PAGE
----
19. In 1975, a lot of Huey helicopters had to be pushed off the flight deck of the USS Midway into the sea to make way for the emergency landing of an aircraft with Vietnamese evacuees on board. Not just USA helicopters, every Vietnamese helicopter that landed was immediately pushed off for the next one to land. America’s evacuation effort consisted of sending helicopters to the embassy to pick people up. Anyone with a helicopter in the military ranking flew their family and loved ones away. They all headed out to sea to look for the nearest American ship. Lots of pilots said they were totally out of fuel, waiting to land.
20. In 1972, some of Aircraft Carrier USS Ranger's crew carried out two-dozen acts of sabotage to prevent the ship from returning to Vietnam.
In 1985, Australia decommissioned its only aircraft carrier (HMAS Melbourne) and sold it for scrap to a Chinese company. It was towed to China where, before scrapping, it was studied extensively by the military to help design China’s first aircraft carrier. The Chinese even asked the Australian government for the blueprints but this request was “politely rejected.” Apparently, the ship was not fully broken down until 2002.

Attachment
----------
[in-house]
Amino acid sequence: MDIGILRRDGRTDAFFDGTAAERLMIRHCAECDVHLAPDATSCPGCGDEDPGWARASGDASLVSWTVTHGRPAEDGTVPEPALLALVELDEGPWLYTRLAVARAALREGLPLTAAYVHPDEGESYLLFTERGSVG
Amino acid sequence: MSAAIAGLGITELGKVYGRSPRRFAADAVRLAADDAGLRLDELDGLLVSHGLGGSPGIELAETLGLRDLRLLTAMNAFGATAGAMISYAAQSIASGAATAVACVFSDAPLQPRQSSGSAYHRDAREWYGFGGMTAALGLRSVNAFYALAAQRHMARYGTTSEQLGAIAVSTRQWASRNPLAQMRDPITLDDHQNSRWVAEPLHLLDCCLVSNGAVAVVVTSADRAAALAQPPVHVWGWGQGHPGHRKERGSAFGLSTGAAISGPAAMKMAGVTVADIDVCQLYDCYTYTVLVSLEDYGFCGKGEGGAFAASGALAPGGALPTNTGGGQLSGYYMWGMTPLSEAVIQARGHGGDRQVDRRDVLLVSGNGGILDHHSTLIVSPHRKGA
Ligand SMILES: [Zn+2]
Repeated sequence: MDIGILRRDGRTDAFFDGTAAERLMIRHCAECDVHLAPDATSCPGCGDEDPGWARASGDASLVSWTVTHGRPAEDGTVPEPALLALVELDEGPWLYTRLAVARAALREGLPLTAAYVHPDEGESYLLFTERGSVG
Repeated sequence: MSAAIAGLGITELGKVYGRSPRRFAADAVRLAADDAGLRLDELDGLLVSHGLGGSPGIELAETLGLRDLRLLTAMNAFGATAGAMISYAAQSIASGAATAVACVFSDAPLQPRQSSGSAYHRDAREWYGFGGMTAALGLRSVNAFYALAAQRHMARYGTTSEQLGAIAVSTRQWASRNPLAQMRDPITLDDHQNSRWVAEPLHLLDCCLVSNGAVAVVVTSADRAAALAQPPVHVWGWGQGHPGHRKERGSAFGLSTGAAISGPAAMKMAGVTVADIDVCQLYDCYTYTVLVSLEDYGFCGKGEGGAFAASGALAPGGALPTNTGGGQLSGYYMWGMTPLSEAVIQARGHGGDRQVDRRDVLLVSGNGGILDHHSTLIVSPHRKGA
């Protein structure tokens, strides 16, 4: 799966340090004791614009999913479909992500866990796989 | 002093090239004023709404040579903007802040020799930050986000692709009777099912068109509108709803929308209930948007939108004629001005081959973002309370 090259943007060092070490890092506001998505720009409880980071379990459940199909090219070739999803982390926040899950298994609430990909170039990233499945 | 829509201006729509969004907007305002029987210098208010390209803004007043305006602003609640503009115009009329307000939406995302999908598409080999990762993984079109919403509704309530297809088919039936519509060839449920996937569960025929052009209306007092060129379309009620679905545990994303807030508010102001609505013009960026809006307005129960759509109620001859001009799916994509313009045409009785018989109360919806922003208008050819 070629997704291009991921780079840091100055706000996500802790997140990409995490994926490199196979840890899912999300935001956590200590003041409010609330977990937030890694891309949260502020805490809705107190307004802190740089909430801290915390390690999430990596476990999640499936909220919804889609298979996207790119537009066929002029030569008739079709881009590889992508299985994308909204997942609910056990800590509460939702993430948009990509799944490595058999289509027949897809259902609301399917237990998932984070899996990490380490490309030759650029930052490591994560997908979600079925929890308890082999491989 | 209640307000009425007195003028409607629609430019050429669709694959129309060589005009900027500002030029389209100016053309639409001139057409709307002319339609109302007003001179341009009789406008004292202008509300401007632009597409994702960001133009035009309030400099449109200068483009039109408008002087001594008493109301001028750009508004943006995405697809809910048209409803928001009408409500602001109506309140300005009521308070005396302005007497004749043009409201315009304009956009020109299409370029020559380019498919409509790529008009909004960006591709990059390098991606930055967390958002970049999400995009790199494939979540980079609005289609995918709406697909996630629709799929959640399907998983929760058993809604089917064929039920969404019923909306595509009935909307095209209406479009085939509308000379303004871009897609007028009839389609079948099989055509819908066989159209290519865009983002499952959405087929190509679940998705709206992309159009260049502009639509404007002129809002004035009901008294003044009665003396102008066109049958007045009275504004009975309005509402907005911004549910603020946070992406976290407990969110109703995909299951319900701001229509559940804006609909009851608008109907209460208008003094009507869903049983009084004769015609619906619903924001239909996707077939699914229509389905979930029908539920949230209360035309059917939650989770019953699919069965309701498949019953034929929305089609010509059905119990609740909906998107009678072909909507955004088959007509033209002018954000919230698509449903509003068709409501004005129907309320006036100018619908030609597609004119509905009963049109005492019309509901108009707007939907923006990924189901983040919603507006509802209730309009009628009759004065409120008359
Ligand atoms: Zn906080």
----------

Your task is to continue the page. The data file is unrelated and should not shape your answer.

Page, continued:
22. Aircraft carrier USS Oriskany which was intentionally sunk after its decommissioning in the Gulf of Mexico is now known as the Great Carrier Reef. 70 feet down, the Oriskany’s navigation tower is teeming with prickly sea urchins and crusty barnacles. Giant barracuda prowl the tower’s empty windows. The wreck has attracted at least 38 species of fish, including goliath groupers, mako sharks, amberjacks, and red snappers. It is by far the largest vessel ever sunk to make a reef.
23. The French named one of their aircraft carriers after Ferdinand Foch, a man who said, “Airplanes are interesting toys but of no military value.” French aircraft carrier Foch was decommissioned in 2000.
24. During World War 2, the Japanese navy had Submersible Aircraft Carriers. These carriers were able to carry aircraft underwater to their destinations, surface, launch their planes and then quickly dive again before they were discovered. They were able to carry 3 Aichi M6A Seiran aircrafts underwater to their destinations.
25. During a film sequence of Top Gun, an aircraft carrier captain changed the ship’s course and altered the lighting of a shot. Director Tony Scott was told it would cost $25,000 to change its course. He quickly wrote a check, the course was reverted, and he got 5 more minutes to get his shot.